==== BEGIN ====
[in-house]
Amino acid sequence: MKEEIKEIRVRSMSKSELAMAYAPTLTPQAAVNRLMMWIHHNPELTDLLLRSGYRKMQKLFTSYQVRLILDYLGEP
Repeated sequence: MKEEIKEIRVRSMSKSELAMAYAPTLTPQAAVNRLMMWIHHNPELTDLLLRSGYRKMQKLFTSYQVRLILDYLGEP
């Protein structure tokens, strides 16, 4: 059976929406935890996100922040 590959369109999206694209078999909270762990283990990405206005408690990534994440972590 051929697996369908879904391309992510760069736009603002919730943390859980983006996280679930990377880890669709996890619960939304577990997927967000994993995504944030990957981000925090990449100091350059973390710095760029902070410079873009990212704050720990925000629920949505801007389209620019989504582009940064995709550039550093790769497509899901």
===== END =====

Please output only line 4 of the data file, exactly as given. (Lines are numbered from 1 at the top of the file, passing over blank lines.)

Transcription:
């Protein structure tokens, strides 16, 4: 059976929406935890996100922040 590959369109999206694209078999909270762990283990990405206005408690990534994440972590 051929697996369908879904391309992510760069736009603002919730943390859980983006996280679930990377880890669709996890619960939304577990997927967000994993995504944030990957981000925090990449100091350059973390710095760029902070410079873009990212704050720990925000629920949505801007389209620019989504582009940064995709550039550093790769497509899901």